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Summary: The Grape Harvest

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Revelation 14:17-20, “17After that, another angel came from the Temple in heaven, and he also had a sharp sickle. 18Then another angel, who has power to destroy the world with fire, shouted to the angel with the sickle, "Use your sickle now to gather the clusters of grapes from the vines of the earth, for they are fully ripe for judgment." 19So the angel swung his sickle on the earth and loaded the grapes into the great winepress of God’s wrath. 20And the grapes were trodden in the winepress outside the city, and blood flowed from the winepress in a stream about 180 miles long and as high as a horse’s bridle.”

This judgment refers to the grape harvest and does not speak of the bowl judgments but of the Battle of Armageddon. The vintage judgment is more dramatic because of the imagery of the winepress. Like the vision of the grain harvest, the grape harvest can be described in three points: the reaper, the ripeness, and the reaping.

Revelation 14:17, “After that, another angel came from the Temple in heaven, and he also had a sharp sickle.”

Another angel is not the Lord Jesus, but another angel the fifth one here recorded. Like the fourth angel this angel came from the Temple in heaven and also this angel also had a sharp sickle. We have seen quite a bit regarding angels in this context of our study of Revelation. We have seen them call the four horseman, sounding the seven trumpets, and defeating Satan and his demon hosts. Yet Angels will continue to play an important role in pouring out the seven bowl judgments in Chapter 16, announcing the battle of Armageddon (19:17), and bind Satan (20:13). That an angel is pictured in this vision as the reaper, then, is not surprising. The Son of Man will be assisted by holy angels in His final judgment (Matthew 13:39,49; 2 Thess 1:7).

Revelation 14:18, “Then another angel, who has power to destroy the world with fire, shouted to the angel with the sickle, "Use your sickle now to gather the clusters of grapes from the vines of the earth, for they are fully ripe for judgment."”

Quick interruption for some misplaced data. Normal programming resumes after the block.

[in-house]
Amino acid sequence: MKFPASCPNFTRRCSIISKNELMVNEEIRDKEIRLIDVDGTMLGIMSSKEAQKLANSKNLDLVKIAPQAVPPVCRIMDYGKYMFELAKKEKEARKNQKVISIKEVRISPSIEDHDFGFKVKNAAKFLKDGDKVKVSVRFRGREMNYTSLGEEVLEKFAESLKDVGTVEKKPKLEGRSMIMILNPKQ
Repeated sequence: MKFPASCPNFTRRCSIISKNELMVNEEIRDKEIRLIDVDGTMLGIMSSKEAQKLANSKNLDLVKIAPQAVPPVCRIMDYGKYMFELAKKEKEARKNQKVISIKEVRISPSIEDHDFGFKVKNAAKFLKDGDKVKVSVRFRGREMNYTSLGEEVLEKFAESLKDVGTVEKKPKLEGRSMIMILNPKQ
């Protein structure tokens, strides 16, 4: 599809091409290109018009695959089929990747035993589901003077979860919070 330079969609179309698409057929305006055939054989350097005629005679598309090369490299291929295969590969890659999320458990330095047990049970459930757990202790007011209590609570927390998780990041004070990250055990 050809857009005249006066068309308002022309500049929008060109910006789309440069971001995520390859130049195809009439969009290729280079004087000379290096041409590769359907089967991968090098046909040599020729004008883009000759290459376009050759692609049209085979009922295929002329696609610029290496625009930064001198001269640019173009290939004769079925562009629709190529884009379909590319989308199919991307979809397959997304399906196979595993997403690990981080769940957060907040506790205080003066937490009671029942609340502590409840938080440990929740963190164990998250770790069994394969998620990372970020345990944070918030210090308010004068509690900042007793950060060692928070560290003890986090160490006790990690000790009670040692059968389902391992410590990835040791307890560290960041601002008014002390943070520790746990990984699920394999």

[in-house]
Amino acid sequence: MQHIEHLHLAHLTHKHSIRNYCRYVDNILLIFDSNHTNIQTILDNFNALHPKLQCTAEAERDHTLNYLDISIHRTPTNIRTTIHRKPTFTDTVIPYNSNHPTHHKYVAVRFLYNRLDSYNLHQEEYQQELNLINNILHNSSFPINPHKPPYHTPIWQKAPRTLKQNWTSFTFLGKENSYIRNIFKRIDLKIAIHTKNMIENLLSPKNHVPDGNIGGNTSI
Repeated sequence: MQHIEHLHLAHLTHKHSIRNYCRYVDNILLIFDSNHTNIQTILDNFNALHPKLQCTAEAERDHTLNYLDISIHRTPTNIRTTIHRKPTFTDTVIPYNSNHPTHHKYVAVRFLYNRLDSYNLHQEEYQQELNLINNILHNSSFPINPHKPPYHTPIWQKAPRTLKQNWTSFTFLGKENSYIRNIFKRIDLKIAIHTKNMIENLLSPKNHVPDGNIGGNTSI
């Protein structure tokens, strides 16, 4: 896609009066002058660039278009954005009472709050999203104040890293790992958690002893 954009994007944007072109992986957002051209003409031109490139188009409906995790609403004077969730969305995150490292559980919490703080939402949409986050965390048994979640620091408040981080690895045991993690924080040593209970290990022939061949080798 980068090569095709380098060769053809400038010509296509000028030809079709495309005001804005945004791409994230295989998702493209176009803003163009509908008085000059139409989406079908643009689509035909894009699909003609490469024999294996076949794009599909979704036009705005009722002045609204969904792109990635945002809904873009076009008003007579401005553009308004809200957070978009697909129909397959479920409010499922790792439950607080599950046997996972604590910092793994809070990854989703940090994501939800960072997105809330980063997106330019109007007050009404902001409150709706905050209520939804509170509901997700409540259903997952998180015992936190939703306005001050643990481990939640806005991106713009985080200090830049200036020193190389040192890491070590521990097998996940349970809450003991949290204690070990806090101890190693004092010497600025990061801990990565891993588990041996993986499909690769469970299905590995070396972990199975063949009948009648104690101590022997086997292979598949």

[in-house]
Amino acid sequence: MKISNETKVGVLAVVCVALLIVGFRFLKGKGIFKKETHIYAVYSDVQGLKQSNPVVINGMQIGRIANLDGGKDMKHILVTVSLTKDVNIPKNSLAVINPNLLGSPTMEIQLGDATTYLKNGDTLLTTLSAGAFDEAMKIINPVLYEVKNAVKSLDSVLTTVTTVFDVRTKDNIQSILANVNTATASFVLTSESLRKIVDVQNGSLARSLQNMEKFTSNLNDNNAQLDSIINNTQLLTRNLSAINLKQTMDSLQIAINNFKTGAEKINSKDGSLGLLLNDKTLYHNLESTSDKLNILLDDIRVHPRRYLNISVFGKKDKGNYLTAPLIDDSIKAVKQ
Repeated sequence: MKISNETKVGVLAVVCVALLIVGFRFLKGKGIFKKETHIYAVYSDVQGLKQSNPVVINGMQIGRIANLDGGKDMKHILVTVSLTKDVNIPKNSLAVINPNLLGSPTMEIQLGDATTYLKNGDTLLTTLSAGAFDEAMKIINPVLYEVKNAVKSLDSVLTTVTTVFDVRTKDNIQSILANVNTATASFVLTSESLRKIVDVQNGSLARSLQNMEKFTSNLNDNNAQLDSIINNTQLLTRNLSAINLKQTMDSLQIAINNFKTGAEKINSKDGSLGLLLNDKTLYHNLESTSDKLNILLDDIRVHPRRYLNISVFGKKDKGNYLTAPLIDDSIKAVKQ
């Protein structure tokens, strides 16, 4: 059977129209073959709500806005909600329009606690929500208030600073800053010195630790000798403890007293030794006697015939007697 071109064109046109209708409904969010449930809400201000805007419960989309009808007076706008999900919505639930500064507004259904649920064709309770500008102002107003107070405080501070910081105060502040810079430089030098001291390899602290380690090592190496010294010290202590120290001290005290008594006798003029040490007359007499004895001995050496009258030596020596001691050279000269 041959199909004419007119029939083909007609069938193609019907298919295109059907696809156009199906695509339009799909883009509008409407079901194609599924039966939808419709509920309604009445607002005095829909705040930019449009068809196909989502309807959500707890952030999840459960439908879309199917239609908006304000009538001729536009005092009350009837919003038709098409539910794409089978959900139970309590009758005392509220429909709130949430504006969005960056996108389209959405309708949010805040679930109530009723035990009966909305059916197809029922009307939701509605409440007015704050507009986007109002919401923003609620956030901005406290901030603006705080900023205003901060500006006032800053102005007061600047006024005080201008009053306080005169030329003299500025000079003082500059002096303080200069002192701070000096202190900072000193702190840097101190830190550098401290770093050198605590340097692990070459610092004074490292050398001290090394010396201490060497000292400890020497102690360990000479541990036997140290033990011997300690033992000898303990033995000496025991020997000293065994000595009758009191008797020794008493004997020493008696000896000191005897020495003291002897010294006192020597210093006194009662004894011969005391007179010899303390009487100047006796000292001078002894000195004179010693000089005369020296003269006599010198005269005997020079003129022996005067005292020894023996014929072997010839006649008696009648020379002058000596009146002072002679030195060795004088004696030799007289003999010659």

Yet another angel the sixth one in this chapter is here shown. This angel is given an interesting distinction as who has power to destroy the world with fire which for us has a very significant influence from the intertestamental literature specifically from the writing of Malachi to Matthew that is. Angels are assigned to the various elements of nature. Enoch speaks of the angels of thunder, sea, hail, snow rain and so on (1 Enoch 60:11-21; Jub 2:2). John has in mind here is the angel of 8:3-5 who filled the censer with fire from the altar and cast it upon the earth. Fire is commonly associated with judgment in the NT (Matthew 18:8; Luke 9:54; 2 Thess 1:7). Swete points out, “The angel who had charge of the fire commands the angel with the sharp sickle to gather the vintage. This follows closely the parallel command in the previous vision to reap the harvest of the earth. Joel 3:14 is our model for both. Like the grain that has turned golden and must now be harvest immediately the grapes are fully ripe.”

Yet what also could be seen is that the heavenly altar could be describing Revelation 6:9-11. The Old Testament brass incense altar (Ex 40:5), where twice daily priests burned incense to be offered in the Holy place as a picture of the people’s prayers, since the martyrs underneath it are viewed praying and prayer is associated with incense (6:8; Ps 141:2; Luke 1:10). Yet this again leads us to Revelation 8:3-5, “3Then another angel with a gold incense burner came and stood at the altar. And a great quantity of incense was given to him to mix with the prayers of God’s people, to be offered on the gold altar before the throne. 4The smoke of the incense, mixed with the prayers of the saints, ascended up to God from the altar where the angel had poured them out. 5Then the angel filled the incense burner with fire from the altar and threw it down upon the earth; and thunder crashed, lightning flashed, and there was a terrible earthquake.”

Every morning and evening Old Testament priests would take hot coals form the brazen altar (upon which sacrifices were offered) and bring them to the incense altar. There they would ignite the incense (ex 30:7-8; 2 Chron 29:11), which would rise toward heaven, symbolizing the prayers of God’s people (5:8). At that same time, the people outside would be praying (Luke 1:10). Macarthur points out, “That the angel had power over the altar’s fire (the definite article is present in the Greek text, which literally reads “the fire”) indicates that he had been ministering at the heavenly counterpart to the earthly incense altar.” This points out for us the fact that the altar associated with the prayers of the saints would show us that His appearance means that the time had come for those prayers to be answered. The time had finally come for God to take fire associated with the intercession of the saints and use it for the destruction of His enemies and the enemies of His people.

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